Experience the remarkable sport of water polo at the Aquatics Centre as the Olympic Games 2012 kick-start. Read more to know the rules and regulations of water polo.

Water Polo

Water polo being an epic team water sport, it requires immense effort to play the game. This sport calls in for great strength, stamina, and excellent hand with eye co-ordination. The potential players use their techniques of swimming and treading water, which is how they defend their opponents. This game is more similar to soccer and a score is marked when the ball is thrown between the goal posts. With the fame of being the first team sport at the modern Olympic Games in 1900, it was only limited to men's event initially. Later in Holland, in 1906, women played water polo and proved their talent. Alas, this sport failed to gather popularity. After a national tournament for women was held in the United States in the year 1926, the sport came to be considered as brutal and was abandoned until 1960s. For women, the water sport tournament held during the 2000 Summer Olympics turned out to be the real recognition. Today the spectators thrive to be a part of the game and this shows the extent up to which the game has laid its influence. London Olympics 2012 is all set to display water polo at the brand new Water polo arena. Scroll further for more details.

Water Polo Rules And Regulations
  • There is a squad of 13 players for each country and in total eight countries participate in the women’s tournament while it is twelve in the case of men’s match.
  • The teams for water polo are divided into two groups and initially the teams take over each other within the same group. After this, the teams play quarter finals, semifinals and the top two teams from either group comes fact to face for gold.
  • Water polo is played by a team of seven members which comprises: a goalkeeper and six outfield players. It is usually an eight-minute match with four periods and the size of the pool varies from 20m by 10m to 30 by 20m. The minimum depth of the water should measure 1.8 m.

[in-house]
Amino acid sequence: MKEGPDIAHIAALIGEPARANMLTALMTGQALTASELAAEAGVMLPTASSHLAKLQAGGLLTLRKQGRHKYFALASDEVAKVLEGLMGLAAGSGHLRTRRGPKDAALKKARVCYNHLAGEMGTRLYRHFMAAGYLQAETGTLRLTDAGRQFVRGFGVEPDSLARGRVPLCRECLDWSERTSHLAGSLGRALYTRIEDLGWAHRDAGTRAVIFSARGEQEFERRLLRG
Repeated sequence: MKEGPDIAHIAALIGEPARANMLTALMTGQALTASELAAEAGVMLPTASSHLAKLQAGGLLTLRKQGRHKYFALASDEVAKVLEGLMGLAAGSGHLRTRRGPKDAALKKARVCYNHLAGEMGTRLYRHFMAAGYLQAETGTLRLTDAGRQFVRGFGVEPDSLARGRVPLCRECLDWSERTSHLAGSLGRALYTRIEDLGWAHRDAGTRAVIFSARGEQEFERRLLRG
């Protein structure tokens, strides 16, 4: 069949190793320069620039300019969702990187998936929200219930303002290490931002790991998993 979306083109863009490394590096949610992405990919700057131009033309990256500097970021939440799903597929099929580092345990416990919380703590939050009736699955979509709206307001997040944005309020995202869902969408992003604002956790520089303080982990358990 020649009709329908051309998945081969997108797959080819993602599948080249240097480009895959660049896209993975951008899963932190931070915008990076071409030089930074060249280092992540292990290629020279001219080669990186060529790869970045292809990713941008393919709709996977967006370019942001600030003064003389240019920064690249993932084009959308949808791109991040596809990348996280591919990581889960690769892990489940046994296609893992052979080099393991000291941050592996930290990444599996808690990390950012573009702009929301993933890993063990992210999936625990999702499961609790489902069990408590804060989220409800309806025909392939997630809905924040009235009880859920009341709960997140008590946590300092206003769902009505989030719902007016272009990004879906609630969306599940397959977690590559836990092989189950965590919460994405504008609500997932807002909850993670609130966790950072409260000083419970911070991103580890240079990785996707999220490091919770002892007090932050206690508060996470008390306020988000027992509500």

• Each team will be given 30 seconds to score a point and the failure of which the ball will be passed to the opposition team. The players are not permitted to touch the side or the bottom of the pool during the match. According to the rules of the game, only the goalkeeper is allowed to touch the ball using both hands at the same time and also allowed to stand on the bottom as well.
  • Each team has a corresponding goalkeeper and he/she has to stop the shots from being a goal.
  • If a team scores a goal within the allotted 30 seconds, then the clock is reset to 30 seconds at that instant.
  • The players are not supposed to pass the ball underneath the water. Neither can they push or hold another player in possession of the ball.
  • While the match is going on, the team in possession of the ball may call 2 one- minute time out during its four periods of the match.
  • Fouls are of two types: ordinary and major. If the player is given a major foul, it results in temporary exclusion and the player is sent off field for 20 seconds. In case of three major fouls for the player in a game, he/she is sent off the game field for the rest of the game.
  • The team is awarded a score if the ball passes between the two goal posts and underneath the crossbar. Like in soccer and football, if the defense throws the ball out, then the offense will be rewarded a corner throw. ‘Sea gulling or cherry picking’ is the term used to signify the pass when the defense gains control of the ball and passes it to the team member on the offensive end of the pool after a shot is blocked by the goalie.
Water Polo History
This sport developed as a team in the 19th century in England and Scotland and was considered to be an aquatic version of rugby played in the rivers and lakes. The game that prevails today is more similar to a handball and has come to be included in every Olympic program since its debut in the Paris Games, 1900. Also, it holds the prestige of being the first men's team sport introduced in Paris at the modern Olympic Games in 1900. Towards the 19th and the 20th century, this game grew as a sport on the either side of Atlantic. Thus, soon the rules of the game were formal and this in turn helped to spread its roots over 12 nations at the 1920 Games held in Antwerp. As years passed, the techniques and the rules of the game were modified which bought more character into the game. Since 1970s, there have been changes incorporated in the sport as the exclusion foul was replaced with a point system in the case of major fouls. Hence, the players were excluded from the game and given a penalty of one minute and also the possession of the ball for each team became 45 seconds.